A wave of bombings targeting Shiites in Iraq killed 72 people yesterday, as the country grapples with a political row that has stoked sectarian tensions for weeks.
The violence has wounded more than 100 and is the worst outbreak since 67 people died Dec. 22, 2011, soon after the crisis erupted when Vice President Tareq al-Hashemi was charged with running a hit squad and U.S. troops pulled out.
The coordinated attacks targeting Shiites bore the hallmarks of Sunni
insurgents linked to al-Qaeda, although there was no immediate claim of responsibility.
The bombings began early in the morning when explosions struck two Shiite neighborhoods in Baghdad, killing at least 27 people. A few hours later, a suicide attack hit Shiite pilgrims making their way to the holy Shiite city of Karbala, leaving 45 people dead, said provincial official Quosay al-Abadi. The explosions took place near Nasiriyah, about 320 km southeast of Baghdad. Hospital officials confirmed the causalities.
The blasts occurred in the run-up to Arbaeen, a Shiite holy day marking the end of 40 days of mourning following the anniversary of the death of Imam Hussein, a revered Shiite figure. During this time, Shiite pilgrims from across Iraq make their way to Karbala, south of Baghdad.
Baghdad military spokesman Maj. Gen. Qassim al-Moussawi said the aim of the attacks was “to create turmoil among the Iraqi people.” He said it was too early to say who was behind the bombings.
The new violence will only exacerbate the country’s political crisis, pitting politicians from the Shiite majority who dominate the government against the Sunni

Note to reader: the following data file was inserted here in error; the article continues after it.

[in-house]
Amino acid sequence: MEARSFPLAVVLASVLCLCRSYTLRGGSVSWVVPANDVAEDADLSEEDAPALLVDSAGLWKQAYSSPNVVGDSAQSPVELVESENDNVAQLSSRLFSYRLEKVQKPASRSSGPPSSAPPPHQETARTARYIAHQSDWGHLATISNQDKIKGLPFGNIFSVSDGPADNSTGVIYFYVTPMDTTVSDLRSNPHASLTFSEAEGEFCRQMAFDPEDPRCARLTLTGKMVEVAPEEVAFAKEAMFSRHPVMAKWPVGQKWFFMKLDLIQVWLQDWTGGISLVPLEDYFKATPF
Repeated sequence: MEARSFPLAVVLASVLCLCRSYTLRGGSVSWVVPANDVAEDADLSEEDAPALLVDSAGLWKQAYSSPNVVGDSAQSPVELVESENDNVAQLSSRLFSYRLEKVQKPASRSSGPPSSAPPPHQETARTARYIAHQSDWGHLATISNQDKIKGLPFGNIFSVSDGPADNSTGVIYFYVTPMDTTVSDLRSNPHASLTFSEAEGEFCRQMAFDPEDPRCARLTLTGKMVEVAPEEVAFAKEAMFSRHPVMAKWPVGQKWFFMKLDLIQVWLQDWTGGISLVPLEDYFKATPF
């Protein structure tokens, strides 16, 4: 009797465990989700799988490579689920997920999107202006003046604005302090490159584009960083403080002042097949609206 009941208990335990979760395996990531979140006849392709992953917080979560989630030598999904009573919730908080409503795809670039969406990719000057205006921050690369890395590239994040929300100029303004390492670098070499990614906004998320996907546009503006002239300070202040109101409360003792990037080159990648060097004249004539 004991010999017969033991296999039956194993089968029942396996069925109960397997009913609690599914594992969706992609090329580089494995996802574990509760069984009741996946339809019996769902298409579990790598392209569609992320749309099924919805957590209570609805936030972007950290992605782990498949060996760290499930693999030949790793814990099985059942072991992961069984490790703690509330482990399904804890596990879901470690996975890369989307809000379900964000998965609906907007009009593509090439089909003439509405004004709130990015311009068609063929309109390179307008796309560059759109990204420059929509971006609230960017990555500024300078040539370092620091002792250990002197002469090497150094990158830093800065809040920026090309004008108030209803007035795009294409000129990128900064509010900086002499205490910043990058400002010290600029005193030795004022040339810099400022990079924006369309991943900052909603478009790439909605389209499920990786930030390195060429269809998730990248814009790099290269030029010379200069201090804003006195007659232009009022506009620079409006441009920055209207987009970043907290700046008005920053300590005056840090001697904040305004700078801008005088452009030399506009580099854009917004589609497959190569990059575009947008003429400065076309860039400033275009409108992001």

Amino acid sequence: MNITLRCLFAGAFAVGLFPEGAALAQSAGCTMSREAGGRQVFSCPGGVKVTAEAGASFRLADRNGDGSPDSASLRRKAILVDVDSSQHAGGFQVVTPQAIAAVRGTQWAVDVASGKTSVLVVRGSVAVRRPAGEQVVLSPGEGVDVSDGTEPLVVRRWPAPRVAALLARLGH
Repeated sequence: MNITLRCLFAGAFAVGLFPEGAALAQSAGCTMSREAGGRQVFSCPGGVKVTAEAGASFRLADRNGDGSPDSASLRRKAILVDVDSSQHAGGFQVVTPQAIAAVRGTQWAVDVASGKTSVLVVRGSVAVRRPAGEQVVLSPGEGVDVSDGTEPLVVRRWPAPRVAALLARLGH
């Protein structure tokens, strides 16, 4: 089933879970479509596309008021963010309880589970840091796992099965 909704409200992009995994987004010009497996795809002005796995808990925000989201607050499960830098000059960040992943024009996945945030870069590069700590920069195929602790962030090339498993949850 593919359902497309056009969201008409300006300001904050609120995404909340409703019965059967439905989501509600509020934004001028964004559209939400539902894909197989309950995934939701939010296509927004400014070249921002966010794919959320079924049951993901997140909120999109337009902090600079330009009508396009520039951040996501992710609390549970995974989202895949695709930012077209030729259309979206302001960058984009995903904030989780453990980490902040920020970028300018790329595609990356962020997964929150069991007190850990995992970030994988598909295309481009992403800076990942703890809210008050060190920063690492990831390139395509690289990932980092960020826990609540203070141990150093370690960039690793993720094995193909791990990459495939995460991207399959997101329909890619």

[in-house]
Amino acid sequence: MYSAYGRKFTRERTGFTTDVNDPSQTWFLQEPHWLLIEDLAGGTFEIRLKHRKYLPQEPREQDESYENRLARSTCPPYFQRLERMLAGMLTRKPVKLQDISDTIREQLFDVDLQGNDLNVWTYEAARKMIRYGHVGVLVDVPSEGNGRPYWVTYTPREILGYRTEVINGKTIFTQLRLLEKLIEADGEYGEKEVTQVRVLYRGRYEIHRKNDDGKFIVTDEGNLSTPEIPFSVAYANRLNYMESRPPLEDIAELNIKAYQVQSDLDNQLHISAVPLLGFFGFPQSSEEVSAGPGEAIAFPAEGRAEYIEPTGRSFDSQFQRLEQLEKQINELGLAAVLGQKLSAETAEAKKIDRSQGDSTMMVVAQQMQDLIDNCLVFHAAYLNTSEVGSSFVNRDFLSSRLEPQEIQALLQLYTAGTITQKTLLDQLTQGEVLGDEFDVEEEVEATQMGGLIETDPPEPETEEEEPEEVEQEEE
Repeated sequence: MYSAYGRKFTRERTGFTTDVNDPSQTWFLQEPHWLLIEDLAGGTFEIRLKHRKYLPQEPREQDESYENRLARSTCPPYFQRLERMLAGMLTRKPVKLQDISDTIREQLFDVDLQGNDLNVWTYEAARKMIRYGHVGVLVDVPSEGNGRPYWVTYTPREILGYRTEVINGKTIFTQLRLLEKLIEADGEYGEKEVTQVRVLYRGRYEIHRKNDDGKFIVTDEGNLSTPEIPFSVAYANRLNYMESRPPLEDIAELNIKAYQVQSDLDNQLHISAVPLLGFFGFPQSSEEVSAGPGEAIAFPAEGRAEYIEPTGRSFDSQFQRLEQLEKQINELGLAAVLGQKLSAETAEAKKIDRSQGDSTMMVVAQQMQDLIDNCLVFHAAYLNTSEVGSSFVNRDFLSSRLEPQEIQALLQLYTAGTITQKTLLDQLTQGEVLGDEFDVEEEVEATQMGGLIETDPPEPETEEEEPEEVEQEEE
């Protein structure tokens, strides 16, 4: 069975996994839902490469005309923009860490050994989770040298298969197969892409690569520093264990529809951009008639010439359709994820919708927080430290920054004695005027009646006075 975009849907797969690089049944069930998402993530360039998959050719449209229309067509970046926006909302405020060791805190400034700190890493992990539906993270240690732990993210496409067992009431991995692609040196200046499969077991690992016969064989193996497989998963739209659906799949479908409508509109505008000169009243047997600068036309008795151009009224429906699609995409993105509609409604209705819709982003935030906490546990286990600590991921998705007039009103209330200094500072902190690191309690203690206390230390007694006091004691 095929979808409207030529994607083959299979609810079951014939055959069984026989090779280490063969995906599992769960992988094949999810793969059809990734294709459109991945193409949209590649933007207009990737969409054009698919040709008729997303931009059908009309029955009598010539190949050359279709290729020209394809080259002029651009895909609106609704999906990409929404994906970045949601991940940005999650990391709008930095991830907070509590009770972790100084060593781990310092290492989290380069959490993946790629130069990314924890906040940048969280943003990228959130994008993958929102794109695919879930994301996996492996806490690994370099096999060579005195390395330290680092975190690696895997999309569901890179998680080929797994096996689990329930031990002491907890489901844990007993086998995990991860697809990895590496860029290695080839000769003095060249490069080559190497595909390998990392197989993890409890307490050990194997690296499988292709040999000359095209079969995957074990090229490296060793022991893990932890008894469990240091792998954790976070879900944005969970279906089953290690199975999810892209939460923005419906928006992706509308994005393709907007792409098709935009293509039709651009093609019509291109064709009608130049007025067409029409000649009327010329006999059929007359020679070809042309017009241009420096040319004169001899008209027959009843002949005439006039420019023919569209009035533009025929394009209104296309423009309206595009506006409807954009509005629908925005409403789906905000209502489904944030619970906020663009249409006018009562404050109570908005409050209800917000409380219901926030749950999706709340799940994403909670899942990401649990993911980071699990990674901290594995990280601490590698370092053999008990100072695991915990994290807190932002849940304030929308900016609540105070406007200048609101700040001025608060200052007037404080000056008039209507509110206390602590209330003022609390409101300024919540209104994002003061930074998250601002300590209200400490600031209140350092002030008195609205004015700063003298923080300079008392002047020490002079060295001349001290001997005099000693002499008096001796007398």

minority that reigned supreme under the dictatorship of Saddam Hussein.
Shiite Prime Minister Nouri al-Maliki’s government issued an arrest warrant for the country’s top Sunni
politician last month. The Sunni
official al-Hashemi is currently imprisoned in Iraq’s semiautonomous Kurdish region in the north, effectively out of reach of state security forces.
Fears have already been running high that the sectarian tensions could reignite Shiite-Sunni warfare that just a few years ago pushed Iraq to the brink of civil war. The attacks began in Baghdad with the explosion of a bomb attached to a motorcycle near a bus stop where day laborers gather to look for work in the Shiite Sadr City neighborhood. One of those who witnessed the attack said it filled the area with thick black smoke.
“People have real fears the cycle of violence might be revived in this country,” said Tariq Annad, a 52-year-old government employee who lives nearby.
The attack was followed by the explosion of a roadside bomb. Police found a third bomb nearby and defused it. The two Sadr City blasts killed 12 people, according to police and medical officials.
Less than two hours later, two explosions rocked the Shiite neighborhood of Kazimiyah in the north of the capital, killing 15 people. Officials said the Kazimiyah blasts occurred almost simultaneously, with at least one caused by a car bomb. Simultaneous explosions are a tactic frequently used by the Sunni
insurgents against Shiites. Hospital officials confirmed more than 60 causalities from the four blasts.
Iraqi politicians remain deadlocked in a festering political crisis threatening to reignite simmering sectarian tensions in the country. Al-Maliki’s main political rival, the Sunni-backed Iraqiya bloc, is boycotting Parliament sessions and Cabinet meetings to protest what they say are efforts by the government to consolidate power and marginalize them.
Compiled from AFP and AP stories by the Daily News staff.